Charles MacKay (arts administrator)
Charles MacKay (born May 1950, Albuquerque, New Mexico) is an American arts administrator, currently the General Director of The Santa Fe Opera in New Mexico. He is the son of John and Margaret MacKay and a graduate of Santa Fe High School and of the University of Minnesota.
Early experience at The Santa Fe Opera
As a youth, he played the French horn, and played in the orchestra of Santa Fe Opera (SFO) at age 17. He was a volunteer with Santa Fe Opera at age 15, and began to work in administrative capacities with SFO at age 18. He worked at SFO as an orchestra librarian, in the business office and painting stage scenery. Subsequently with SFO, MacKay also held several administrative positions, including box office manager, assistant orchestra manager and business manager, the last position for 4 years.
Involvement with the Opera Theatre of Saint Louis
After leaving Santa Fe, his other administrative positions include a 6-year tenure as director of finance and administration for the Spoleto Festival USA, from 1978 to 1984. For 5 years, he was the manager for the American artists at the Festival of Two Worlds in Spoleto, Italy.
However, in 1984, MacKay became executive director of Opera Theatre of Saint Louis (OTSL), recruited to the post by OTSL's first general director Richard Gaddes. In 1985, MacKay was named OTSL's second general director, after Gaddes stood down from the post. During his tenure, MacKay presided over the growth of OTSL's endowment from USD $682,000 to $18 million, and maintained the company's record of never posting a deficit. He also raised funds for the construction of the Sally S. Levy Opera Center, the company's first permanent administrative facility, which was completed in 2006.
As General Director of The Santa Fe Opera
In November 2007, SFO named MacKay as its third general director, succeeding Richard Gaddes who was retiring. He concluded his OTSL tenure on 30 September 2008, and began his tenure as SFO general director on 1 October of that year.
While he had some involvement in the planning of the 2009 festival season, the 2010 season was essentially programmed by MacKay. It contained nods of appreciation and dedication to John Crosby, SFO's founding director, by opening the season with Madame Butterfly (Crosby's 1957 opening night and the opening night of new 1968 theatre which followed the 1967 fire), as well as to Richard Gaddes, whose interest in the operas of Benjamin Britten was reflected in the inclusion of Albert Herring in the program.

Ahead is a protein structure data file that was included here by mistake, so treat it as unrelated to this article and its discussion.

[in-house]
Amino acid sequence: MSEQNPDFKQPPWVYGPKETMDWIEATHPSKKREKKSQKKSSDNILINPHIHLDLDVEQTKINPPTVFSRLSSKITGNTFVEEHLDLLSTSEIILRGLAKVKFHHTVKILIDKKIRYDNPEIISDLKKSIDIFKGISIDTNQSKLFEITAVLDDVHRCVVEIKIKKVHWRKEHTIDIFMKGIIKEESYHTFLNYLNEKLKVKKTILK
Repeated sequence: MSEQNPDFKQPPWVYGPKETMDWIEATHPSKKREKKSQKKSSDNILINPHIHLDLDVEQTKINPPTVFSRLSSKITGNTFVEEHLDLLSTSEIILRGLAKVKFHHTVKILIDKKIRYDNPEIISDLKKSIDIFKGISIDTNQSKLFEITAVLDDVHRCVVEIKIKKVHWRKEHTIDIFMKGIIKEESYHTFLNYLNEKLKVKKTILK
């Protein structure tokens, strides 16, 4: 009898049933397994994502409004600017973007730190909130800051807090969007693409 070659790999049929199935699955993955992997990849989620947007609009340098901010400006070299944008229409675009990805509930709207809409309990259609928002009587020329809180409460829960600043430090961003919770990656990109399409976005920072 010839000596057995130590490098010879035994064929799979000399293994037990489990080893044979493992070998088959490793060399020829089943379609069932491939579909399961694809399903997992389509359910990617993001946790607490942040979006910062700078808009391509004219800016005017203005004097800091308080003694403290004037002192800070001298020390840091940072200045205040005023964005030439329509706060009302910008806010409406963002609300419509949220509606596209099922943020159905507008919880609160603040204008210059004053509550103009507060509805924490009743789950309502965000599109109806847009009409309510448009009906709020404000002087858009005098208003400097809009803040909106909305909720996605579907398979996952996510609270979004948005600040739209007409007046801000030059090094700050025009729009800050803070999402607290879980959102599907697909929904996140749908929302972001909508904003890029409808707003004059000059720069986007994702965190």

In 2010 and subsequent seasons, MacKay has brought several significant works to Santa Fe which had never been performed there. They include The Tales of Hoffmann in 2010 and Faust in 2011. In the 2012 season, The Pearl Fishers was added to the list of significant firsts for the company, in addition to two others, Maometto II (a major opera seria by Rossini in a new critical edition) and Karol Szymanowski's King Roger. In 2013, Rossini's La donna del lago received its Santa Fe premiere in a co-production with the Metropolitan Opera. The 2014 season saw the first Santa Fe production of Beethoven's Fidelio.
Additionally, MacKay's tenure has been characterized by working in collaboration with several opera companies across the United States on co-productions, some of which have been US or world premieres of new operas. In addition to the Met, these companies have included Minnesota Opera (Strauss' Arabella in 2012) and Opera Philadelphia (the Morrison / Cox Oscar in 2013).
- Craig Smith (2 July 2009). "The circle will be unbroken". Santa Fe New Mexican (Pasatiempo). Retrieved 9 October 2009.
- Driscoll, F. Paul (June 2008). "Hail and Farewell". Opera News 72 (12). Retrieved 9 August 2008.
- Miller, Sarah Bryan, "Opera Theatre’s Charles MacKay will take the helm at Santa Fe Opera". St. Louis Post-Dispatch, 9 November 2007.
- Craig Smith (10 November 2007). "Opera taps native son as director". Santa Fe New Mexican. Retrieved 8 December 2007.
- Matthew Westphal (9 November 2007). "Santa Fe Opera Appoints New General Director". Playbill Arts. Retrieved 8 December 2007.
- Details of the The Santa Fe Opera's 2010 season on santafeopera.org